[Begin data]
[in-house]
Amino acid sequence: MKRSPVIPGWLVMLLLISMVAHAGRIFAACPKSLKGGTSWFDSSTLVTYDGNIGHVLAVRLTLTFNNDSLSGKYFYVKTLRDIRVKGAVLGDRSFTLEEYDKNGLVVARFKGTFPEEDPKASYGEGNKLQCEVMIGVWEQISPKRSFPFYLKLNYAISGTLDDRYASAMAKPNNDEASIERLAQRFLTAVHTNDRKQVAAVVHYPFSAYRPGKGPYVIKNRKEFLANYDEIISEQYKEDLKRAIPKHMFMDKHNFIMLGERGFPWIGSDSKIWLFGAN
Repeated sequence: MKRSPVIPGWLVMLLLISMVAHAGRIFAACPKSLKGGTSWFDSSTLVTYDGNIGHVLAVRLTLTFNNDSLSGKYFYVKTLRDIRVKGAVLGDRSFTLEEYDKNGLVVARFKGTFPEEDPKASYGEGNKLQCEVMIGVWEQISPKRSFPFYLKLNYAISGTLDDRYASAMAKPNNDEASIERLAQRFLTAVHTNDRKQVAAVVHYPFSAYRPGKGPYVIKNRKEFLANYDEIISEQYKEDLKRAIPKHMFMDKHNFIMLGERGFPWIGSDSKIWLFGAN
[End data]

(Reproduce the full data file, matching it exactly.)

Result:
[in-house]
Amino acid sequence: MKRSPVIPGWLVMLLLISMVAHAGRIFAACPKSLKGGTSWFDSSTLVTYDGNIGHVLAVRLTLTFNNDSLSGKYFYVKTLRDIRVKGAVLGDRSFTLEEYDKNGLVVARFKGTFPEEDPKASYGEGNKLQCEVMIGVWEQISPKRSFPFYLKLNYAISGTLDDRYASAMAKPNNDEASIERLAQRFLTAVHTNDRKQVAAVVHYPFSAYRPGKGPYVIKNRKEFLANYDEIISEQYKEDLKRAIPKHMFMDKHNFIMLGERGFPWIGSDSKIWLFGAN
Repeated sequence: MKRSPVIPGWLVMLLLISMVAHAGRIFAACPKSLKGGTSWFDSSTLVTYDGNIGHVLAVRLTLTFNNDSLSGKYFYVKTLRDIRVKGAVLGDRSFTLEEYDKNGLVVARFKGTFPEEDPKASYGEGNKLQCEVMIGVWEQISPKRSFPFYLKLNYAISGTLDDRYASAMAKPNNDEASIERLAQRFLTAVHTNDRKQVAAVVHYPFSAYRPGKGPYVIKNRKEFLANYDEIISEQYKEDLKRAIPKHMFMDKHNFIMLGERGFPWIGSDSKIWLFGAN